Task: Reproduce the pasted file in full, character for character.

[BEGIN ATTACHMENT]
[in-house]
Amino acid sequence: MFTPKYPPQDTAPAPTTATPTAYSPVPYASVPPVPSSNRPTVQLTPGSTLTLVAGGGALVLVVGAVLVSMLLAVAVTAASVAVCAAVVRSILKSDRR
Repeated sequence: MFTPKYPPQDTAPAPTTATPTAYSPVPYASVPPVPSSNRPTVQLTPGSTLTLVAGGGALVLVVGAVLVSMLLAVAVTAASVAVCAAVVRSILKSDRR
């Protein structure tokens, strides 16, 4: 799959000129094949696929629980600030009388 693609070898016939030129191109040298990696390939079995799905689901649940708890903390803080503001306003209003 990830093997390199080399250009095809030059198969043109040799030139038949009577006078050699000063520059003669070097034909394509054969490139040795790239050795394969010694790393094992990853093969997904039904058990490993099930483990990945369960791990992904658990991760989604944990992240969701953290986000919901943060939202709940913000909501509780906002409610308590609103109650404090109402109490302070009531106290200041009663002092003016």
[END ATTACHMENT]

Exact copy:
[in-house]
Amino acid sequence: MFTPKYPPQDTAPAPTTATPTAYSPVPYASVPPVPSSNRPTVQLTPGSTLTLVAGGGALVLVVGAVLVSMLLAVAVTAASVAVCAAVVRSILKSDRR
Repeated sequence: MFTPKYPPQDTAPAPTTATPTAYSPVPYASVPPVPSSNRPTVQLTPGSTLTLVAGGGALVLVVGAVLVSMLLAVAVTAASVAVCAAVVRSILKSDRR
């Protein structure tokens, strides 16, 4: 799959000129094949696929629980600030009388 693609070898016939030129191109040298990696390939079995799905689901649940708890903390803080503001306003209003 990830093997390199080399250009095809030059198969043109040799030139038949009577006078050699000063520059003669070097034909394509054969490139040795790239050795394969010694790393094992990853093969997904039904058990490993099930483990990945369960791990992904658990991760989604944990992240969701953290986000919901943060939202709940913000909501509780906002409610308590609103109650404090109402109490302070009531106290200041009663002092003016």